The SIAC does not just cater to regional disputes. Its top users in 2022 included parties from India, the United States, China, South Korea, the United Kingdom and Australia. Furthermore, the survey report published in May 2021 by Queen Mary University of London ranked the SIAC as the most preferred arbitral institution in APAC, second only to the International Chamber of Commerce (ICC) globally.
Like Singapore, the SIAC is at the forefront of developing best practices for international arbitration. It was one of the first arbitral institutions to introduce the concept of emergency arbitrators and expedited procedures in 2010. Both of these procedures have since been adopted in the rules of many other arbitral institutions. The SIAC was also one of the first arbitral institutions to introduce early dismissal rules and rules dealing with multi-party and multi-contract disputes (such as by introducing joinder and consolidation rules). Innovative measures such as these serve to incorporate the perceived benefits of court litigation into arbitration proceedings, thereby providing parties with the best of both worlds.
Deep Legal Expertise
Like many other Commonwealth countries, Singapore has an established common law system derived from English law. Given its nature as an international commercial hub, Singapore is home to myriad international firms, and with that, lawyers qualified in various jurisdictions covering the major economies globally. Foreign lawyers are permitted to practice arbitration work in Singapore, which incentivises parties to seat their arbitrations in Singapore despite the lack of any other connecting factors to Singapore.
Finally, Singapore benefits from its strategic geographical location at the crossroads of major economies and transportation routes, making it a global hub for trade and shipping. This is useful in the context of arbitration because Singapore is a convenient location for parties to meet and conduct their arbitrations, particularly if they or the underlying projects are based in Asia. The diverse, multicultural nature of Singapore’s population also means that there are minimal language or cultural barriers for parties choosing to conduct their arbitrations in Singapore.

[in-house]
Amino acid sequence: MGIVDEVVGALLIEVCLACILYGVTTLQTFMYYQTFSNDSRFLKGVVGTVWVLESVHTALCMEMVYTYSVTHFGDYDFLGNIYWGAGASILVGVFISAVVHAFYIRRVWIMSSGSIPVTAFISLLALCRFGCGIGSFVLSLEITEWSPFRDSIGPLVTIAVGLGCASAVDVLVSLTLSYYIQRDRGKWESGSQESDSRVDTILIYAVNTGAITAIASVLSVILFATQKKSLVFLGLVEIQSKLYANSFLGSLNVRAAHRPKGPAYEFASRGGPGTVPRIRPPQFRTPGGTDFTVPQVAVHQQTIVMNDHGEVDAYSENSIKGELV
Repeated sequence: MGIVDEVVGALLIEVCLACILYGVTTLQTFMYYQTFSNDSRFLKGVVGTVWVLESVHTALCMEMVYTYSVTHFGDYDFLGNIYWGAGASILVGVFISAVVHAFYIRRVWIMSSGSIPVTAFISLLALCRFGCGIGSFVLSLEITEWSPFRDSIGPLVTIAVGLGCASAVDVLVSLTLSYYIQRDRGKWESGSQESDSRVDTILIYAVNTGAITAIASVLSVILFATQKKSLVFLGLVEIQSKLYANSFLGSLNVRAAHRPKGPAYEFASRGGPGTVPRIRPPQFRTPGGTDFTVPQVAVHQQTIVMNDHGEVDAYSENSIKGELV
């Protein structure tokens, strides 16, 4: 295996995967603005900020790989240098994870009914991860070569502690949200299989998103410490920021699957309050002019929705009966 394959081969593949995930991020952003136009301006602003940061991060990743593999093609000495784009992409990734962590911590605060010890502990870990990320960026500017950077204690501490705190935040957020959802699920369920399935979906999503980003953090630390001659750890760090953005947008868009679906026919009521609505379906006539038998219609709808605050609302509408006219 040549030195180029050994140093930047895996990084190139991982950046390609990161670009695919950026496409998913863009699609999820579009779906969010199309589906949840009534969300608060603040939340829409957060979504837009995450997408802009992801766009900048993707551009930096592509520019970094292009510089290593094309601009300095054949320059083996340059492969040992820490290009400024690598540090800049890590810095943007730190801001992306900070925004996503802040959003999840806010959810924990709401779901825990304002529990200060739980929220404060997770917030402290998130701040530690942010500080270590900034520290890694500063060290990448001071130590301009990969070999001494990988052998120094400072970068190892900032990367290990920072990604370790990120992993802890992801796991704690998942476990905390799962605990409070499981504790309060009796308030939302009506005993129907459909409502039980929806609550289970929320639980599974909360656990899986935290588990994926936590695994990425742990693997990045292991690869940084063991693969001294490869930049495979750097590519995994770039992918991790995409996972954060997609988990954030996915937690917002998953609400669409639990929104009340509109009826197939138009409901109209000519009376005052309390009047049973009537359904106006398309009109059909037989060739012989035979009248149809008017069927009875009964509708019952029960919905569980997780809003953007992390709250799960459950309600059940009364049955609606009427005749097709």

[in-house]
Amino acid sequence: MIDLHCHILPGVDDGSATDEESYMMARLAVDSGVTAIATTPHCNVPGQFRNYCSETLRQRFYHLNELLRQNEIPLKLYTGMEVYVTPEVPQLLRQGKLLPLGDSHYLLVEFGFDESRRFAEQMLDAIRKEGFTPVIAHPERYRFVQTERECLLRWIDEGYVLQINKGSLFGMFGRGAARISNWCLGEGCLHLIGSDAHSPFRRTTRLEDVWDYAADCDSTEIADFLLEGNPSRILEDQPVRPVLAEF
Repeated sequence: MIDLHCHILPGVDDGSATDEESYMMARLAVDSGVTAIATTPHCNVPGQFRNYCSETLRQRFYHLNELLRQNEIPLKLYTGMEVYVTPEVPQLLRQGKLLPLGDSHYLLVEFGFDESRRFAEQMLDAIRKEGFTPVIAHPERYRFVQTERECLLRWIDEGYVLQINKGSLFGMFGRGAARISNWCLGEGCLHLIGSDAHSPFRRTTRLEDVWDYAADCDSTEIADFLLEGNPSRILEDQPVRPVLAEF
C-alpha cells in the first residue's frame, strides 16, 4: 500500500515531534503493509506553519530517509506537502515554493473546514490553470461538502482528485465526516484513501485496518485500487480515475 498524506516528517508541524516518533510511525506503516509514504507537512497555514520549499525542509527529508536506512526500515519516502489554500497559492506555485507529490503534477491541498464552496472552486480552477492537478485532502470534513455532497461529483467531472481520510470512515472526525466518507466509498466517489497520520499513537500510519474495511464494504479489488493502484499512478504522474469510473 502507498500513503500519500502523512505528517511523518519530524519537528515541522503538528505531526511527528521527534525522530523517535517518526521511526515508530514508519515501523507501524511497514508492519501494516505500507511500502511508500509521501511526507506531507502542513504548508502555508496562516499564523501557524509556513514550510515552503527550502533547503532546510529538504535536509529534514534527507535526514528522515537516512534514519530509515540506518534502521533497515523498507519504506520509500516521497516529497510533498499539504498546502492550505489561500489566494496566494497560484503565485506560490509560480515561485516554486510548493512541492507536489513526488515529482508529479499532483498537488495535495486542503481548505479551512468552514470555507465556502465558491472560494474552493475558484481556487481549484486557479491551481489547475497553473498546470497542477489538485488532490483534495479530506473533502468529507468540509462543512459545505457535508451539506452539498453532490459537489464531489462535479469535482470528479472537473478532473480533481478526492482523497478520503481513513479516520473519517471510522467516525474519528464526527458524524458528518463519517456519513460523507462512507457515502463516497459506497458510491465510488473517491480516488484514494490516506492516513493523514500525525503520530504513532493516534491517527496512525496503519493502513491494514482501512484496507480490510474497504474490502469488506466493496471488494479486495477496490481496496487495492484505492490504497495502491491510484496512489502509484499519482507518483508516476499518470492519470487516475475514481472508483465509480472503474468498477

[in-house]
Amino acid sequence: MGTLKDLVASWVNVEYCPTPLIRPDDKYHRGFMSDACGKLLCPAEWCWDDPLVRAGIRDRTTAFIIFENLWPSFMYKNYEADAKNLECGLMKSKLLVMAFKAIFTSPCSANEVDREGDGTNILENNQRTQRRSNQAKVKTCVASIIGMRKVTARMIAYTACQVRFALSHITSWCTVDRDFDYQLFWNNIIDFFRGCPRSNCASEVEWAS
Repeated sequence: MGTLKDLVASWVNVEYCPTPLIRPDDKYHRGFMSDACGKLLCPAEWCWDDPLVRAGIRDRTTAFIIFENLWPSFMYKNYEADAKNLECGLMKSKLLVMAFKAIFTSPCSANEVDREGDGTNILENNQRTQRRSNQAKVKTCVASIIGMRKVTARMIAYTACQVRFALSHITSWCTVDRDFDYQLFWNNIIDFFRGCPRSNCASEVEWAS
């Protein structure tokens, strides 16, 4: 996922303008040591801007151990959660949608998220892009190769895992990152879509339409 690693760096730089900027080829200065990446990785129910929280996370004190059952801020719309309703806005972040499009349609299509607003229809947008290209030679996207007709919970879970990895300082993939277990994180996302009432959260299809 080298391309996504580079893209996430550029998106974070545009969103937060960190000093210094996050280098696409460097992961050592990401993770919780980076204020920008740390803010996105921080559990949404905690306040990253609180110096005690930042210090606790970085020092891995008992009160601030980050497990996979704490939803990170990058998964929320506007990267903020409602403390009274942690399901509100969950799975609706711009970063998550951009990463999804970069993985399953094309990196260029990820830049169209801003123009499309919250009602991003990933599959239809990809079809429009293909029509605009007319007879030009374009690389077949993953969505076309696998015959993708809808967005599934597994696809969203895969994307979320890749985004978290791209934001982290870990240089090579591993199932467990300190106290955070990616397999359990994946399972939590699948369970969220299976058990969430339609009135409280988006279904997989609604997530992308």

1 United Nations Convention on the Recognition and Enforcement of Foreign Arbitral Awards (New York, 10 June 1958).
2 Queen Mary University of London and Pinsent Masons, ‘Future of International Energy Arbitration Survey Report’ (20 January 2023).
3 Queen Mary University of London and White & Case, ‘2021 International Arbitration Survey: Adapting arbitration to a changing world’ (May 2021).
4 United Nations Convention on International Settlement Agreements Resulting from Mediation (New York, 2018).
5 UNCITRAL Model Law on International Commercial Arbitration (1985), with certain amendments as adopted in 2006.
6 Civil Law (Third-Party Funding) Regulations 2017 and Civil Law (Amendment) Act 2017.
7 Legal Profession (Conditional Fee Agreement) Regulations 2022.
8 SIAC Annual Report 2022.
9 Queen Mary University of London and White & Case, ‘2021 International Arbitration Survey: Adapting arbitration to a changing world’ (May 2021).
Joyce Fong is a disputes resolution lawyer at Reed Smith, Singapore, specialising in international arbitration. Having practised in Singapore since 2013, Joyce has worked on disputes with connections to countries in the Asia Pacific region, particularly India.